Rethinking Archival and Legal Frameworks for Records of Indigenous Australian Communities of Memory: a participatory model of rights and responsibilities

Recipients: Professor Eric Ketelaar and Dr Livia Iacovino.

Project summary

The Australian Research Council Linkage project, "Trust and Technology: Building Archival Systems for Indigenous Oral Memory", identified a number of legal and archival obstacles to Australian Indigenous rights in records, in particular limitations on ownership rights for people who are considered to be the subject of records. The Project highlighted areas for further exploration within a participant relationship model which repositions Indigenous communities and individuals as record co-creators. The Jean Whyte project examined how Indigenous claims to ownership over archival sources of Indigenous knowledge could be characterised in the legal concept of a bundle of rights that recognises more than one interest to control, disclose, access and use records; identified legal and archival concepts that supported a participatory model of co-creatorship and associated responsibilities in relation to ownership, access and privacy; recommended archival and legal reform required to implement the model; located human rights principles in international and national human rights instruments that support the assertion of Indigenous rights in records; and proposed a range of archival, policy and legal strategies that could be adopted to further collective and individual Indigenous rights in records.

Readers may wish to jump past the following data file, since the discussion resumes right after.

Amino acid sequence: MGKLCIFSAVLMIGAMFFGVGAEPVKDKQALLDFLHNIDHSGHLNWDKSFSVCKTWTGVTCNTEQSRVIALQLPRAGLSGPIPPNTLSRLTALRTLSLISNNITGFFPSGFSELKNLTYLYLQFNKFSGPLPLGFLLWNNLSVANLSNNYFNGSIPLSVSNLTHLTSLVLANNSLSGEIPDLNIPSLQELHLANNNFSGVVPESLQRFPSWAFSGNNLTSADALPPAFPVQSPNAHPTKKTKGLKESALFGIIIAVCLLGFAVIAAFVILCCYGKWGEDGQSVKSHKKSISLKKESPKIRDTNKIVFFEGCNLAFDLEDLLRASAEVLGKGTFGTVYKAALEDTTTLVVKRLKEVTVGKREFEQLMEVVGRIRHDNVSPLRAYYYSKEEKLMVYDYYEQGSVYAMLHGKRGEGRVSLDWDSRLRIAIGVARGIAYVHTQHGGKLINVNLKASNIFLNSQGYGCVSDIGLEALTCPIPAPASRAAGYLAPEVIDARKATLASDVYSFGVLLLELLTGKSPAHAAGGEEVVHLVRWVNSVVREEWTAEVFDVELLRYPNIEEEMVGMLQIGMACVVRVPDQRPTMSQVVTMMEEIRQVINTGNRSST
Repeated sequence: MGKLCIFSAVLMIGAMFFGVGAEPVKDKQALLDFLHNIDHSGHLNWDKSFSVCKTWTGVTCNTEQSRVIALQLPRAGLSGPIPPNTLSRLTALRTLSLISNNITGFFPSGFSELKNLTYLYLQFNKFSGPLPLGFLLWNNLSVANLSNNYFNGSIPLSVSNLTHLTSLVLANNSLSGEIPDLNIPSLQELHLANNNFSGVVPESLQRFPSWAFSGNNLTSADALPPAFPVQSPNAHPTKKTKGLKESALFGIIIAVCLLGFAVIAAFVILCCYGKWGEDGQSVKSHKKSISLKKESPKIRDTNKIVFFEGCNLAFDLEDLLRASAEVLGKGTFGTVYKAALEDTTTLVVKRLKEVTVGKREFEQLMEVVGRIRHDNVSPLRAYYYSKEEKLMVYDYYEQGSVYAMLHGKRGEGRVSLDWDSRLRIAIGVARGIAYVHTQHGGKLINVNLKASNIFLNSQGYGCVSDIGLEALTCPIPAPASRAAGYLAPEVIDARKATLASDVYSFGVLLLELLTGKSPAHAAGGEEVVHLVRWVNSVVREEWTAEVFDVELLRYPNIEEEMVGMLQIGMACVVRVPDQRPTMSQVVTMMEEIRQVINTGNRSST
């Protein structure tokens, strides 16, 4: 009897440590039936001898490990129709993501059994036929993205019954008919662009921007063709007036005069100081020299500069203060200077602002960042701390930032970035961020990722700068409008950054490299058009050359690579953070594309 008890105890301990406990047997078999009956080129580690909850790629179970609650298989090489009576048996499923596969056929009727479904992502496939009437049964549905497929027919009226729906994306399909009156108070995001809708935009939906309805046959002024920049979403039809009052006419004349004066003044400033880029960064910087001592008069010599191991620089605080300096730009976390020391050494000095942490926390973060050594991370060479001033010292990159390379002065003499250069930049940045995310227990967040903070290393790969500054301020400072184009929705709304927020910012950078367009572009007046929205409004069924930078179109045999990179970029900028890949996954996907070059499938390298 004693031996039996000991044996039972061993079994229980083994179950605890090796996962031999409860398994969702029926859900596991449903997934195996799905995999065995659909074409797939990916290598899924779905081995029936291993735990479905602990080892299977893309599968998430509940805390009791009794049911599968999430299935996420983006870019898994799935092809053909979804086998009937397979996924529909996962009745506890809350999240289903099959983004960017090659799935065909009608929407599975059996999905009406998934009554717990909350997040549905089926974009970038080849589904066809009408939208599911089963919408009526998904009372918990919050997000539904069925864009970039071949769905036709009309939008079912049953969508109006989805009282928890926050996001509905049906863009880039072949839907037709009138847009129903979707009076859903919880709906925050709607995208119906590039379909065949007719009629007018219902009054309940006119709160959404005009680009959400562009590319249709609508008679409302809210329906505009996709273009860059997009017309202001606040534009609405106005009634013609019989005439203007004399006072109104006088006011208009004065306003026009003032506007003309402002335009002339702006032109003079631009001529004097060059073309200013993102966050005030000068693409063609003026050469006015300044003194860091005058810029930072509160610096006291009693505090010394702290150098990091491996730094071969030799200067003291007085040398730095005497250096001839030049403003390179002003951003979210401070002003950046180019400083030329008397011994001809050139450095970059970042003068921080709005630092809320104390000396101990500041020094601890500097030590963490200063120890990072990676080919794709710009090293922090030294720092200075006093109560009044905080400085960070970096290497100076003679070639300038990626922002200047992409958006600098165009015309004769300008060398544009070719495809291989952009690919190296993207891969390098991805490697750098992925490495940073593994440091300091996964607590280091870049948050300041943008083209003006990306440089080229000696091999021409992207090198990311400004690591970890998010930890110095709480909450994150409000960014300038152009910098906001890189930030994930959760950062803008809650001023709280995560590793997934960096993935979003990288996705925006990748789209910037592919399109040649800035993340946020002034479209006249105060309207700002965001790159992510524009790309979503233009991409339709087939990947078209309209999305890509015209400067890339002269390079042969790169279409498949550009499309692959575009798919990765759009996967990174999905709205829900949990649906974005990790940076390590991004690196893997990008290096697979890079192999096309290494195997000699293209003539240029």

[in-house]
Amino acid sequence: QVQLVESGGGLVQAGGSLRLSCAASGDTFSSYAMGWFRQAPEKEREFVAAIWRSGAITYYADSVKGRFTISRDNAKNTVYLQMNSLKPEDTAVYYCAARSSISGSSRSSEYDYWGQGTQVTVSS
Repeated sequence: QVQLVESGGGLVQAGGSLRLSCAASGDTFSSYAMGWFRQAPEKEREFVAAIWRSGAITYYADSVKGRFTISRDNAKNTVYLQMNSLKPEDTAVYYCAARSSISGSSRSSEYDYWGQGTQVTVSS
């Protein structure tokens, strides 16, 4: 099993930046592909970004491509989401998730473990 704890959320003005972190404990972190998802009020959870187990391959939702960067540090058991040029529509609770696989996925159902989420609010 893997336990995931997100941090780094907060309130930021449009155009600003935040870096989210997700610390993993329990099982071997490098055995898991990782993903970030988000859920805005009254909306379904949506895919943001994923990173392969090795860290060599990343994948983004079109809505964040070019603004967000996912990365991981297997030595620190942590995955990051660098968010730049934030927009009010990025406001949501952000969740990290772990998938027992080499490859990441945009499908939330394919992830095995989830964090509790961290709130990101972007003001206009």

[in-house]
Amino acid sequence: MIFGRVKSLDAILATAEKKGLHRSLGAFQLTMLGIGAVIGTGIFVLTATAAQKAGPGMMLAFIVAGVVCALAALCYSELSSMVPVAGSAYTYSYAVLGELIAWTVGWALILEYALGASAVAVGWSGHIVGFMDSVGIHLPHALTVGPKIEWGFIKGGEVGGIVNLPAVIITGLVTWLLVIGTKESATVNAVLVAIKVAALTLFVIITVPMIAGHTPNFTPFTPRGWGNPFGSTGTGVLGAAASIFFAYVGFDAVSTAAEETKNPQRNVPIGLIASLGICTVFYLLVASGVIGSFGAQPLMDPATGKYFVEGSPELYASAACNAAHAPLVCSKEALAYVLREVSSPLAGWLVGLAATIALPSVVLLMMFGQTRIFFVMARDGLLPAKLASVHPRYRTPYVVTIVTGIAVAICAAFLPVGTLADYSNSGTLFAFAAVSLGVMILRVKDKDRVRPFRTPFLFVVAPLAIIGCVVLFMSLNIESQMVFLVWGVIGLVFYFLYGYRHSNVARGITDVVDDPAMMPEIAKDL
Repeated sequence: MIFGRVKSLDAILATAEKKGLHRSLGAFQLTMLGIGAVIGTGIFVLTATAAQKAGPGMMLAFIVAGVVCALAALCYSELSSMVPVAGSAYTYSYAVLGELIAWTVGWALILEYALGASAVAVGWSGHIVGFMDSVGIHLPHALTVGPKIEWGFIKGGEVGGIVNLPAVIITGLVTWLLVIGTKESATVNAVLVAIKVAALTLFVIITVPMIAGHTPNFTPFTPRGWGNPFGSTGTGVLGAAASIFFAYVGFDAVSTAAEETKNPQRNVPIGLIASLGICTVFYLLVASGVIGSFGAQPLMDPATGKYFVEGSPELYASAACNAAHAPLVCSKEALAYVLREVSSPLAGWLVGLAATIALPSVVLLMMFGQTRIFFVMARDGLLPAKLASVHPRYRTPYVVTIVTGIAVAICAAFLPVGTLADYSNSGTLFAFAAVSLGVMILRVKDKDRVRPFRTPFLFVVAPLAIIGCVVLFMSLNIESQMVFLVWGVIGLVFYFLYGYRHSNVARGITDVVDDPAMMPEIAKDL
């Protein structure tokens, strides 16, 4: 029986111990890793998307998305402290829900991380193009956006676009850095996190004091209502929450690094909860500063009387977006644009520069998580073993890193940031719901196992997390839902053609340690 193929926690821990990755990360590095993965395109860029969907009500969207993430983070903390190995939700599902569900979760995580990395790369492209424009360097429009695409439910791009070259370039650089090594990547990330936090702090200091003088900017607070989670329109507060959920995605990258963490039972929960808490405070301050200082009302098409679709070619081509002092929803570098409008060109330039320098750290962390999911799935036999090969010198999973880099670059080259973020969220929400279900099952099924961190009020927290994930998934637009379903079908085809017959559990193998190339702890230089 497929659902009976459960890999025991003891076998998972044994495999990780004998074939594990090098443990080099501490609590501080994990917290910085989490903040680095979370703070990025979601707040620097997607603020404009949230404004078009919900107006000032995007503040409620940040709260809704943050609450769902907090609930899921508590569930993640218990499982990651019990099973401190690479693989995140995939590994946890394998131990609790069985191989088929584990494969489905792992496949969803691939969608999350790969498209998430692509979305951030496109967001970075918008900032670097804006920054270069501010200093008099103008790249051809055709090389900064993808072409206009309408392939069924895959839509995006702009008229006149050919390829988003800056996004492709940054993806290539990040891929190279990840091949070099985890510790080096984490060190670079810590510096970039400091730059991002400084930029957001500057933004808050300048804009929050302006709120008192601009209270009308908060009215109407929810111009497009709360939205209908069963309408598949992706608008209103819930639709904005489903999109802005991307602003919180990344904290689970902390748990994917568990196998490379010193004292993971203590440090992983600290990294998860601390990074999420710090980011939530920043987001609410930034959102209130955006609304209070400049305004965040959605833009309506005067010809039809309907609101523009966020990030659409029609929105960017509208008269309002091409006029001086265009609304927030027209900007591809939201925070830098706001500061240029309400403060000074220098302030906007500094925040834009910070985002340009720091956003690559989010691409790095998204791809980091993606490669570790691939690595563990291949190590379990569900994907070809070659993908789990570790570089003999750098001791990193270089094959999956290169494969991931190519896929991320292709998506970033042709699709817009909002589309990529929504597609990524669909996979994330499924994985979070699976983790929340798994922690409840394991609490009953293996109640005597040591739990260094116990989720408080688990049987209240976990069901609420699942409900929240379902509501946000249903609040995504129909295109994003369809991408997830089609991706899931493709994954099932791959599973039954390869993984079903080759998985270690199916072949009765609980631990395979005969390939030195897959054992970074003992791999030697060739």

Preliminary findings were presented at the Centre for Organisational and Social Informatics Research Forum: Human Rights and Indigenous Archives, 7 August 2009.

A major outcome of the Project is the Exposure Draft Position Statement: Human Rights, Indigenous Communities in Australia and the Archives October 2009

A further outcome is an International interdisciplinary workshop on Archives and Indigenous human rights, 12 October 2010, sponsored by Centre for Organisational and Social Informatics, Casten Centre for Human Rights Law, and Centre for Australian Indigenous Studies Monash University and the National Archives of Australia.

Related workshop publications are:

  • McKemmish, S., Iacovino, L., Ketelaar, E., Castan, M., Russell, L., 2011, Resetting relationships: archives and Indigenous human rights in Australia, Archives & Manuscripts, vol 39, issue 1, pp. 107-144.
  • McKemmish, S., Iacovino, L., Russell, L., Castan, M., 2012, Editors’ Introduction to Keeping cultures alive: Archives and Indigenous human rights, Archival Science, vol. 12 issue 2. pp. 93–111.

Major research findings published in:

  • Iacovino, L., 2010, Rethinking archival, ethical and legal frameworks for records of Indigenous Australian communities: A participant relationship model of rights and responsibilities, Archival Science, vol 10, issue 4, pp. 353-372 and;
  • Iacovino L., 2012, Silent witnesses: Implementation of international human rights as warrants for archival agenda for Indigenous Australians, in Archives without Borders, Archivos sin Fronteras, Proceedings of the International Congress in the Hague, August 30-31, 2010, eds H van Engen, G. Janssens, G. Kwanten, K.M. Pompe, Belgium association for archivists and Dutch association for archivists, The Hague, Netherlands, pp.197-221.